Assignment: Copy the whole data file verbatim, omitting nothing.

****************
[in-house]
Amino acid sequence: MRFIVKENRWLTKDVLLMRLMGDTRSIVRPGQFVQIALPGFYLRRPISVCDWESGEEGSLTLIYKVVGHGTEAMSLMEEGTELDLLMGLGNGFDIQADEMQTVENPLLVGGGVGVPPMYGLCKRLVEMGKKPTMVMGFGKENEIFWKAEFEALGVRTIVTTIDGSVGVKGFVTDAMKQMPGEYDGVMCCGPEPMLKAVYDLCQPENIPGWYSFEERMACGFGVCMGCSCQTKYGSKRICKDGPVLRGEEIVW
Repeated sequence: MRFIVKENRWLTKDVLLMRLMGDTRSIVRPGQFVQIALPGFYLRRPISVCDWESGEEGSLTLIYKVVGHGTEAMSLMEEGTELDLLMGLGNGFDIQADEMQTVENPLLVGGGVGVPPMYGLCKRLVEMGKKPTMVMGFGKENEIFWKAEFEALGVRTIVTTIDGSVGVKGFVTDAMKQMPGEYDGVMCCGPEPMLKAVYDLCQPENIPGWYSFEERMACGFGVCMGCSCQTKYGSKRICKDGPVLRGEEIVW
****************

[in-house]
Amino acid sequence: MRFIVKENRWLTKDVLLMRLMGDTRSIVRPGQFVQIALPGFYLRRPISVCDWESGEEGSLTLIYKVVGHGTEAMSLMEEGTELDLLMGLGNGFDIQADEMQTVENPLLVGGGVGVPPMYGLCKRLVEMGKKPTMVMGFGKENEIFWKAEFEALGVRTIVTTIDGSVGVKGFVTDAMKQMPGEYDGVMCCGPEPMLKAVYDLCQPENIPGWYSFEERMACGFGVCMGCSCQTKYGSKRICKDGPVLRGEEIVW
Repeated sequence: MRFIVKENRWLTKDVLLMRLMGDTRSIVRPGQFVQIALPGFYLRRPISVCDWESGEEGSLTLIYKVVGHGTEAMSLMEEGTELDLLMGLGNGFDIQADEMQTVENPLLVGGGVGVPPMYGLCKRLVEMGKKPTMVMGFGKENEIFWKAEFEALGVRTIVTTIDGSVGVKGFVTDAMKQMPGEYDGVMCCGPEPMLKAVYDLCQPENIPGWYSFEERMACGFGVCMGCSCQTKYGSKRICKDGPVLRGEEIVW